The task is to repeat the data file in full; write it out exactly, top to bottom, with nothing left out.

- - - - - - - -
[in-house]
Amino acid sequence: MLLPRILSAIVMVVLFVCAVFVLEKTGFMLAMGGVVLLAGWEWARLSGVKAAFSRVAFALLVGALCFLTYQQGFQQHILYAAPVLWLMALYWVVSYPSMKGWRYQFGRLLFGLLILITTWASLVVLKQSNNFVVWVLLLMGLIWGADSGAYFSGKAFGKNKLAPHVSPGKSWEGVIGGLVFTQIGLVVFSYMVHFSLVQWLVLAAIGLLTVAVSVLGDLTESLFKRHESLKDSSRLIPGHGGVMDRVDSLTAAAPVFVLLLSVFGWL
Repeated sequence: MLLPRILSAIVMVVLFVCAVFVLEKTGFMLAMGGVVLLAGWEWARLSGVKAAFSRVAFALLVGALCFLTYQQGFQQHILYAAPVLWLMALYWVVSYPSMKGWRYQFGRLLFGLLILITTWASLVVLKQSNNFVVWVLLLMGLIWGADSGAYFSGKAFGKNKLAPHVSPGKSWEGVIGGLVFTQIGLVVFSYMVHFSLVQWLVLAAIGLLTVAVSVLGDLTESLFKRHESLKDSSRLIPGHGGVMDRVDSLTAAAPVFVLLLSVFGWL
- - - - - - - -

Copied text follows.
[in-house]
Amino acid sequence: MLLPRILSAIVMVVLFVCAVFVLEKTGFMLAMGGVVLLAGWEWARLSGVKAAFSRVAFALLVGALCFLTYQQGFQQHILYAAPVLWLMALYWVVSYPSMKGWRYQFGRLLFGLLILITTWASLVVLKQSNNFVVWVLLLMGLIWGADSGAYFSGKAFGKNKLAPHVSPGKSWEGVIGGLVFTQIGLVVFSYMVHFSLVQWLVLAAIGLLTVAVSVLGDLTESLFKRHESLKDSSRLIPGHGGVMDRVDSLTAAAPVFVLLLSVFGWL
Repeated sequence: MLLPRILSAIVMVVLFVCAVFVLEKTGFMLAMGGVVLLAGWEWARLSGVKAAFSRVAFALLVGALCFLTYQQGFQQHILYAAPVLWLMALYWVVSYPSMKGWRYQFGRLLFGLLILITTWASLVVLKQSNNFVVWVLLLMGLIWGADSGAYFSGKAFGKNKLAPHVSPGKSWEGVIGGLVFTQIGLVVFSYMVHFSLVQWLVLAAIGLLTVAVSVLGDLTESLFKRHESLKDSSRLIPGHGGVMDRVDSLTAAAPVFVLLLSVFGWL